I've been scared for a couple of reasons. I knew that, as a server, I didn't have the financial security that I would want to have for my family. And I didn't want to get locked into a restaurant management position that I'd feel obligated to stick to for the sake of knowing that the bills were paid.

I was also scared because nothing in my romantic history suggested that anybody was in a hurry to create a family with me. And nothing in that history would suggest that I was even capable of a long term relationship. As of my mid-thirties, I'd had only one relationship that lasted more than a few months. And that lasted only a year. Not exactly enough time to build a foundation for a family.

But I feel different now. I've had a relationship that lasted three years. Most of that was wonderful, and even the parts that weren't wonderful were incredibly illuminating. I know myself better today, than I did even a year ago. I still have plenty to learn. I'm still clumsy with my emotions. I still get frustrated and scared. But it all feels manageable.

So now I'm starting to ask myself that big question. Do I want a family? I think about my age. But that doesn't have to be an obstacle. If I take care of myself, there's no reason I couldn't be a healthy and active part of my children's lives. Of course, since I'm single, there's also the question of a mother. But those are secondary questions. The first question is whether I want to have children.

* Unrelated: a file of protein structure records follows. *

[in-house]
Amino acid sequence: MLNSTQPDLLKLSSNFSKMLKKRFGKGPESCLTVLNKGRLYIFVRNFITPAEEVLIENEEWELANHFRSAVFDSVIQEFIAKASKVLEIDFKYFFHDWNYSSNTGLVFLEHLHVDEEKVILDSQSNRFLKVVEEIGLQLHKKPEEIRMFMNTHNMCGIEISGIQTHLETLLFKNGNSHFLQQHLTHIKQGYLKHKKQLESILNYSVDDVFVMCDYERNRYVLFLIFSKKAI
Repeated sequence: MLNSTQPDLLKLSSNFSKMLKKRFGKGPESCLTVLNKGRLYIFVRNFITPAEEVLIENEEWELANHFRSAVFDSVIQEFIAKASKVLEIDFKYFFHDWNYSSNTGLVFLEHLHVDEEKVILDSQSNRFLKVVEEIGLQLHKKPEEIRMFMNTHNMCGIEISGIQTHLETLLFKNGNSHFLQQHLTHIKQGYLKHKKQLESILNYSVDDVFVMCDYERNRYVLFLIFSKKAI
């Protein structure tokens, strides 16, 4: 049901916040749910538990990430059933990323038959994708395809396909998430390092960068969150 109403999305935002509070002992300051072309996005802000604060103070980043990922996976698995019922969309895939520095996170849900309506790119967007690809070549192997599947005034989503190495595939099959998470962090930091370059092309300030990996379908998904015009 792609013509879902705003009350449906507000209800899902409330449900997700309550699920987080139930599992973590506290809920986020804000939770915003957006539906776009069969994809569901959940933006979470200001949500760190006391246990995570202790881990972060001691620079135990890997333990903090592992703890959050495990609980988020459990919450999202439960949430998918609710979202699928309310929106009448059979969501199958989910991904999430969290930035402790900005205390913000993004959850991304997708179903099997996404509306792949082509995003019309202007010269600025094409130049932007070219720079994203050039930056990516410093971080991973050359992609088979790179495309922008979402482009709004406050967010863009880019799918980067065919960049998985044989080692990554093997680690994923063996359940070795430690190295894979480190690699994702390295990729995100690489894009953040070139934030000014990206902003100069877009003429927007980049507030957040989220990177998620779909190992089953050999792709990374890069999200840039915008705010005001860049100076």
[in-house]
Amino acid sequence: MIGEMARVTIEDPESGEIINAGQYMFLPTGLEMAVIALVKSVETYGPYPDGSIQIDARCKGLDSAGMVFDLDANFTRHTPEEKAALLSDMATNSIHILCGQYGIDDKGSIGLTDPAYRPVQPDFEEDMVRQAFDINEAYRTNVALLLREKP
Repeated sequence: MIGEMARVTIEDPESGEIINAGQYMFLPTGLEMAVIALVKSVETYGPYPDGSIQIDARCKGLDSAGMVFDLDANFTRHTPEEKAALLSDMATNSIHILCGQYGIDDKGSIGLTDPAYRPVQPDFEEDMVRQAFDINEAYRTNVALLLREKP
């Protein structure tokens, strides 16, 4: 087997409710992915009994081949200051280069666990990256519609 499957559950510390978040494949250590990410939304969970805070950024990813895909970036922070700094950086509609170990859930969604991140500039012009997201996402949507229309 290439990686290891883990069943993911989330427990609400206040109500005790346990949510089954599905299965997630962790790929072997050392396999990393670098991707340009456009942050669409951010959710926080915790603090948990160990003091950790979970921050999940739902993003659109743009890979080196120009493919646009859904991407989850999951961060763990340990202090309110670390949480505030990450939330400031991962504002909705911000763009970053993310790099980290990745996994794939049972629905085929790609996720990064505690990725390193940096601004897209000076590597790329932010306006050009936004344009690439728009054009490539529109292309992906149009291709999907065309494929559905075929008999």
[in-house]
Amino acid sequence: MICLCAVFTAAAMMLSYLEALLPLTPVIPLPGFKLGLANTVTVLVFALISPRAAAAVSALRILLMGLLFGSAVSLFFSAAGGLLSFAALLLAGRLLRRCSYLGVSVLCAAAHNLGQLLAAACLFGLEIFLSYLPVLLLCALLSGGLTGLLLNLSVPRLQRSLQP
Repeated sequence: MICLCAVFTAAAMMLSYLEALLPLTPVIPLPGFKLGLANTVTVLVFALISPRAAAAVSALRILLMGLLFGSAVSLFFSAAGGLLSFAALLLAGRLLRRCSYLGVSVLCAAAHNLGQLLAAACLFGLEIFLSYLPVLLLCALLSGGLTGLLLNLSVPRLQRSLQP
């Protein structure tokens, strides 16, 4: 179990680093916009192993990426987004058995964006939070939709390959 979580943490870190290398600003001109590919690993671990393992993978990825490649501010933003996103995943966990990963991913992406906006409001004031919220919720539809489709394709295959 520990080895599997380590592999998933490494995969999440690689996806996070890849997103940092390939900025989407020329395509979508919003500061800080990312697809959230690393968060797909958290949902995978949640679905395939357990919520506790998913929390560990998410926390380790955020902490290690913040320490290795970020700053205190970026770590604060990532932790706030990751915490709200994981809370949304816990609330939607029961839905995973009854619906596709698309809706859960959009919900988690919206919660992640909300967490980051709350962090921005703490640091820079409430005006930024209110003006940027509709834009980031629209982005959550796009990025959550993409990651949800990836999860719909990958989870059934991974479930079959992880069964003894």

I went home to Denver last month. I have nieces and nephews ranging in age from 2 months to 19 years. As I spent time with them, I wondered how I, for so long, associated suburbs only with fast food chains, strip malls, gas stations, and pawn shops. How did I forget the kids running through water sprinklers. The awkward adolescent dates at bowling alleys. The soccer games and summer barbecues. How did that well of life seem bland and dull.

I've been a late bloomer in a number of ways throughout my life. Another way to put it is that I'm a slow learner.

Friday, December 26, 2014

The Hunt

"The heart will always stay one day too long." - Carl Newman

"He not busy being born is busy dying." - Bob Dylan

"Problem solving is hunting. It is savage pleasure and we are born to it." - Thomas Harris

"I used to be the antelope. But now I'm the lion." - Wise 5th Grader

Everything around me feels old. Not old in the comfortable and familiar sense. But old in the sense of dead. Maybe that's a better way to say it. Everything around me feels dead.

My home doesn't feel like home. It feels like dead skin that I've waited too long to shed. I'm living in dead skin. Have been for a while.

My job is something that I stumbled into at 23 years old. I'm 40 years old, and just now moving on. I feel a little bit more dead inside every time I walk through that door. I let that happen.

My cat is 19 years old. I thought she'd be dead by now. She moves slowly. She pukes up her dinner often. She's not dead. But she's a constant reminder of the death all around me. A fitting companion for this moment in my life.

I've stayed in relationships after they died too. Sometimes they die after only a couple of dates. Other times it takes months or years. Either way, I've always stayed too long.

But I'm getting better about that. In my most recent round of single life, I've done a better job of recognizing death and walking away from it. I've also seen women instantly recognize the death in me and choose to walk away. Fair enough.

I'll have a new job soon. One that will be genuinely new to me. One with work that I can feel good about. New challenges. Plenty of room for growth. Without that room for growth, it's too easy for death to find room to squeeze itself in.